Definition of Balto-slavic

1. Noun. A family of Indo-European languages including the Slavic and Baltic languages.




Definition of Balto-slavic

1. Adjective. Of or pertaining to Proto-Balto-Slavic language, people who spoke it and their culture. ¹

2. Proper noun. Proto-Balto-Slavic language, i.e. a common development stage between the Proto-Indo-European and the later Baltic and Slavic languages. ¹

3. Proper noun. A speaker of Proto-Balto-Slavic. ¹

¹ Source: wiktionary.com

Balto-slavic Pictures

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Lexicographical Neighbors of Balto-slavic

Balthazars
Balti
Baltic
Baltic-Finnic
Baltic Republic
Baltic Sea
Baltic State
Baltic herring
Baltic herrings
Baltic language
Baltic myoclonus disease
Baltimore
Baltimore bird
Balto-Finnic
Balto-Slav
Balto-Slavic
Balto-Slavic language
Balto-Slavonic
Balto-Slavs
Balts
Baluchi
Baluci
Balzac
Balzacian
Balzacians
Bama
Bamako
Bambaiyya
Bambaiyyas
Bambara

Literary usage of Balto-slavic

Below you will find example usage of this term as found in modern and/or classical literature:

1. The Mythology of All Races by Louis Herbert Gray, George Foot Moore, John Arnott MacCulloch (1918)
""Chastity (Teutonic and Balto-Slavic)," iii. 499-503. "Crimes and Punishments (Teutonic and Slavic)," iv. 300-05. "Death and Disposal of the Dead (Slavic)," ..."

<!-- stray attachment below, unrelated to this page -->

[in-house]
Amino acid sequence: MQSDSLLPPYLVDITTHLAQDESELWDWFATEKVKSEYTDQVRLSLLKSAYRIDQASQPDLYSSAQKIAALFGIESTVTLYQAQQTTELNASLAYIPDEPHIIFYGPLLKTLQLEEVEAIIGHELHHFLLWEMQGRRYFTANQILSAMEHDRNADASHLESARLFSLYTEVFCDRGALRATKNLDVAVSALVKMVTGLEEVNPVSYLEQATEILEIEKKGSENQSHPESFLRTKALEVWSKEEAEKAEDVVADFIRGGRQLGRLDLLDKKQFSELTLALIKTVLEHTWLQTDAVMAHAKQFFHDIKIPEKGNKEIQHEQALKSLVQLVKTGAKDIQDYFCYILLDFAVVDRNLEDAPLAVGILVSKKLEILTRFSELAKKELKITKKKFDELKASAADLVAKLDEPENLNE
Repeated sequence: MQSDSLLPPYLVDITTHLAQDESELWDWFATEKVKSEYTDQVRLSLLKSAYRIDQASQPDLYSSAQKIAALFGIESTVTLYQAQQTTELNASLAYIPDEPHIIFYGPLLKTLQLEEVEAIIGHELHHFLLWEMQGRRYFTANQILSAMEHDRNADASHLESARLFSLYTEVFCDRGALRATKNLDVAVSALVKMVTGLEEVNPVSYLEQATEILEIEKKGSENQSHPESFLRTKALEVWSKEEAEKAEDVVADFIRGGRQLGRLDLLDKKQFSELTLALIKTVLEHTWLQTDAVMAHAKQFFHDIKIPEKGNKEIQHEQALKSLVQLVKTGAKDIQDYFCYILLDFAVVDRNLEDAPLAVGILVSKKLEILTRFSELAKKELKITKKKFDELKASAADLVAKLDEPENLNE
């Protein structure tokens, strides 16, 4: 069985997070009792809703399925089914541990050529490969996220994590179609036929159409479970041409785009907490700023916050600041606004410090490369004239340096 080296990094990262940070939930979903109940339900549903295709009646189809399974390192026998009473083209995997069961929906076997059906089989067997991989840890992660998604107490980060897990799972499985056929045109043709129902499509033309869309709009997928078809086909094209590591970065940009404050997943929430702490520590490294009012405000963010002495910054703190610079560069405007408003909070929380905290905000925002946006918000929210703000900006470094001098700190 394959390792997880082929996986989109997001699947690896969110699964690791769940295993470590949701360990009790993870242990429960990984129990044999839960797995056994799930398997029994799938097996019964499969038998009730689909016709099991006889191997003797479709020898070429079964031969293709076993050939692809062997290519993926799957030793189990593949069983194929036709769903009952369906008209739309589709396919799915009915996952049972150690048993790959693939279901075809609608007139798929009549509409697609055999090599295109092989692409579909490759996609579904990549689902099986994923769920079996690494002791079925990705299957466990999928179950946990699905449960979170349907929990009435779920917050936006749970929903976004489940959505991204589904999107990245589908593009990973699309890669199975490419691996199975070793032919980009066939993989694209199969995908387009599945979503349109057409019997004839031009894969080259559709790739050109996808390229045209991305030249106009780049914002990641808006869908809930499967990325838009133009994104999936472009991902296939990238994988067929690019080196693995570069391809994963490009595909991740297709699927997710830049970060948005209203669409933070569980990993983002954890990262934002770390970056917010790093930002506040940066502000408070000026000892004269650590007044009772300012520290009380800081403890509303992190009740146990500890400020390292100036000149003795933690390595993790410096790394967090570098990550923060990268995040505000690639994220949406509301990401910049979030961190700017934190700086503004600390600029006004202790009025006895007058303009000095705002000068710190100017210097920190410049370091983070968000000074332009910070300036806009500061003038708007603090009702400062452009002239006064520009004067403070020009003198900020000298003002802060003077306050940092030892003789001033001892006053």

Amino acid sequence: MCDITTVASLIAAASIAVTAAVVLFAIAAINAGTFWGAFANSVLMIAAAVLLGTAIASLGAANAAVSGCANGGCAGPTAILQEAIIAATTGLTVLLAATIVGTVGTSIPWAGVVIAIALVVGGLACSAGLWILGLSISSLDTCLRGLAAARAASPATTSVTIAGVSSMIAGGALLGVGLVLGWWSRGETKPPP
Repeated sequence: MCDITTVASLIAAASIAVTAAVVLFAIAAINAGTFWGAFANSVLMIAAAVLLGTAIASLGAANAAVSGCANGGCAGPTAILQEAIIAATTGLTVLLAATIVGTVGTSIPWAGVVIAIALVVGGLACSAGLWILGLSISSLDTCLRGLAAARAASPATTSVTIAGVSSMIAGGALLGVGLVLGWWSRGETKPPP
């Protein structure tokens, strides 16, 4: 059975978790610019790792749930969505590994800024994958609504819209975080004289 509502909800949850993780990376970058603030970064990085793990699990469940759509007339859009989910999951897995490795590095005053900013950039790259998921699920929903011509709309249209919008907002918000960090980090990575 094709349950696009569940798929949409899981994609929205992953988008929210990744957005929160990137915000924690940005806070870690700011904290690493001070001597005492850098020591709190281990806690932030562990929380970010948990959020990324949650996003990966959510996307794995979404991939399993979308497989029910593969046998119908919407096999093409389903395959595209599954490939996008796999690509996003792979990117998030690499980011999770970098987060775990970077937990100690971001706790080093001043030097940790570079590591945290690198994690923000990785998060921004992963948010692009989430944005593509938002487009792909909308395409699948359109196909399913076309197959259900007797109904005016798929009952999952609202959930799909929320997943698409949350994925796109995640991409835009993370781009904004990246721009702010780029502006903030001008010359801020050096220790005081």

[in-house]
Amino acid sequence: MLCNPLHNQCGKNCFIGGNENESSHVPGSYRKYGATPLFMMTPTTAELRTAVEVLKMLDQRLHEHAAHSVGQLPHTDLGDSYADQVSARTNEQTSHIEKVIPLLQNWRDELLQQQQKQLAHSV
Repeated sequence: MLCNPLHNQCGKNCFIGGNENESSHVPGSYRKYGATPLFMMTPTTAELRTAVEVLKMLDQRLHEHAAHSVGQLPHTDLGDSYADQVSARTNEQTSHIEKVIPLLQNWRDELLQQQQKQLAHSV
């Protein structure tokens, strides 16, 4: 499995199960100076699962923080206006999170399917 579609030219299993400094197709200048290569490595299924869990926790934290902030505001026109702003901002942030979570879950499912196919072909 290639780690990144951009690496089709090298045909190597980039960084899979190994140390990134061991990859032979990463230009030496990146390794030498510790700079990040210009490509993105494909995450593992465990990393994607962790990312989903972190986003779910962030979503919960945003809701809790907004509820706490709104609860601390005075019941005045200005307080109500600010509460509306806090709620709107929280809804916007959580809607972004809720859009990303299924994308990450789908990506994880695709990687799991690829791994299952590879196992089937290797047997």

2. Elements of the History of the English Language by Uno Lorenz Lindelöf (1911)
"The balto-slavic group is divided, as the name signifies, into two chief divisions. The Baltic languages include Old Prussian, which died out in the 17th ..."

3. The Development of Language: An Elementary Study of Language History and of by Harry Fletcher Scott, Wilbert Lester Carr (1921)
"The most important of the Balto-Slavic languages, from the point of view of the numbers speaking it, is Russian. The old Russian empire included part of ..."

4. Harvard Studies in Classical Philology, Volume 93 by Harvard University (1897)
"Only in the cases of the Italic and the Balto-Slavic branches does he fail to ... That exactly the same kind of name was used in Balto-Slavic as well, ..."

5. The Dative of Agency: A Chapter of Indo-European Case-syntax by Alexander Green (1913)
"Leaving aside the new formations in Sanskrit and Greek and, of course, all analytic substitutes such as in Germanic or Balto-Slavic,1 the passive verbal ..."

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